Overview

Since its founding in 1969, the Chicano Studies Institute has played a pivotal role in facilitating scholarly research on the Chicano/Latino population. Through interdisciplinary and field-specific research, faculty and students from all disciplines have worked to enhance our understanding of Chicano/Latino cultural practices, historical development, socioeconomic conditions, educational achievement, health issues, neighborhood contexts of youth development, inequalities and other pressing issues that affect Latinos. The Institute plays a pivotal role in facilitating faculty and graduate student scholarly research foremost through grant application-related services aimed at supporting proposal development and writing.  

The CSI administers two research grants programs. Through a competitive process, we award small seed grants to faculty across disciplines to facilitate the acquisition of extramural support by creating opportunities to collect pilot data, as well as enable projects to reach conclusion. Similarly, through our competitive Dissertation Research Grants program, doctoral students can apply for funding to support expenses related to their respective projects. At the completion of the award period, dissertation students present their work at a symposium hosted by the CSI Advisory Board Committee.

We support research excellence by providing computer lab space for our faculty seed grant award recipients for their graduate and undergraduate research assistants. The space affords opportunities for data collection, data entry, and transcribing. In addition, as part of the Dissertation Research Grant award, doctoral students have a separate computer lab space to work on their projects.

The CSI supports campus efforts to meet the needs of its growing Latino student population as part of its mission as a Hispanic Serving Institution.  Through our structured New Heights Graduate-Undergraduate Mentoring Program, first generation Latino graduate students serve as mentors to first generation ethnic minority undergraduate students to support their steps in getting involved in formal research mentoring programs and internships. Graduate students guide their mentees in their search for research opportunities and panels of ethnic minority faculty advise students on tangible ways to better connect with professors to increase their academic integration. The program also provides graduate students with professional development opportunities to help them grow and succeed in their roles as mentors.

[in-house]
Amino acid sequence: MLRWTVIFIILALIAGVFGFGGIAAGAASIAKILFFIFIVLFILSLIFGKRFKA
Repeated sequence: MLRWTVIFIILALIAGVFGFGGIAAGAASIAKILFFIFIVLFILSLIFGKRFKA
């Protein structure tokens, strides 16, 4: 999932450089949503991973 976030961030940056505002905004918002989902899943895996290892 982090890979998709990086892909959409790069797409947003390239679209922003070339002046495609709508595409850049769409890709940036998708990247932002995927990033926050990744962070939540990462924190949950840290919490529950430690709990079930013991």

The CSI houses the Center for Research on Latino Health, a center to promote research aimed at developing a better understanding of health issues pertaining to the Latino population. The specific aims are: (1) to foster a network for communication among faculty regarding Latino health issues; (2) to foster grant collaborations among health researchers to address the multiple and complex challenges posed by health disparities; and (3) to offer research opportunities to undergraduates who are considering careers in the health profession.

We are also dedicated to facilitating events or functions that promote awareness and understanding of the broader Latino experience. We hold a campus-wide competition for faculty to apply for small conference awards or fulfill requests from faculty to co-sponsor events (public lectures, seminars, conferences, art exhibits, symposia) that are open to faculty and students on campus and in some cases, to the public.

The Chicano Studies Institute was founded in 1969 as a response to student, community and faculty demands for the study of Mexican populations in the United States as outlined in the founding document, El Plan de Santa Bárbara, a conference held at UCSB that year. Conference participants developed a “blueprint” for Chicano Studies that addressed a pattern of historical neglect and the realization that research on this growing population, especially in the social sciences, was erroneous and biased. 

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